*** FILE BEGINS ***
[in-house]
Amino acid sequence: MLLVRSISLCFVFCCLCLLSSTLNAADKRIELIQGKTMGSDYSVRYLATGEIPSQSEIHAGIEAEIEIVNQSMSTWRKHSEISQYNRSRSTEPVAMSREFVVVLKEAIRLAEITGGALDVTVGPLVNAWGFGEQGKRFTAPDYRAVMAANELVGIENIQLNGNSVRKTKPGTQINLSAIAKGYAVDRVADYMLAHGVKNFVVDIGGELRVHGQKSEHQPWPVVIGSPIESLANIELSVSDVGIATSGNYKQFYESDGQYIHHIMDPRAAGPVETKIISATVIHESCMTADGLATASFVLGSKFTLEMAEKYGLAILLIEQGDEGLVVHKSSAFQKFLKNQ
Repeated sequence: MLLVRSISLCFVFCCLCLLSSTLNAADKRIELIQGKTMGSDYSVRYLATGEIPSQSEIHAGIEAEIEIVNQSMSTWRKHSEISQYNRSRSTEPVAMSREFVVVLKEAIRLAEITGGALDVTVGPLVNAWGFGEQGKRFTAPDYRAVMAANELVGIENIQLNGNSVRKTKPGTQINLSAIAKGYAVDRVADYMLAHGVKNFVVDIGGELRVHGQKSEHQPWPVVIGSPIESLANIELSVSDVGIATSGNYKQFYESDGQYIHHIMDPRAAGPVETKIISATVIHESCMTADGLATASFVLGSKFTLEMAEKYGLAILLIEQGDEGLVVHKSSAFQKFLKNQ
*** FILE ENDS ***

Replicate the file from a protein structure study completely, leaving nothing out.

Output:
[in-house]
Amino acid sequence: MLLVRSISLCFVFCCLCLLSSTLNAADKRIELIQGKTMGSDYSVRYLATGEIPSQSEIHAGIEAEIEIVNQSMSTWRKHSEISQYNRSRSTEPVAMSREFVVVLKEAIRLAEITGGALDVTVGPLVNAWGFGEQGKRFTAPDYRAVMAANELVGIENIQLNGNSVRKTKPGTQINLSAIAKGYAVDRVADYMLAHGVKNFVVDIGGELRVHGQKSEHQPWPVVIGSPIESLANIELSVSDVGIATSGNYKQFYESDGQYIHHIMDPRAAGPVETKIISATVIHESCMTADGLATASFVLGSKFTLEMAEKYGLAILLIEQGDEGLVVHKSSAFQKFLKNQ
Repeated sequence: MLLVRSISLCFVFCCLCLLSSTLNAADKRIELIQGKTMGSDYSVRYLATGEIPSQSEIHAGIEAEIEIVNQSMSTWRKHSEISQYNRSRSTEPVAMSREFVVVLKEAIRLAEITGGALDVTVGPLVNAWGFGEQGKRFTAPDYRAVMAANELVGIENIQLNGNSVRKTKPGTQINLSAIAKGYAVDRVADYMLAHGVKNFVVDIGGELRVHGQKSEHQPWPVVIGSPIESLANIELSVSDVGIATSGNYKQFYESDGQYIHHIMDPRAAGPVETKIISATVIHESCMTADGLATASFVLGSKFTLEMAEKYGLAILLIEQGDEGLVVHKSSAFQKFLKNQ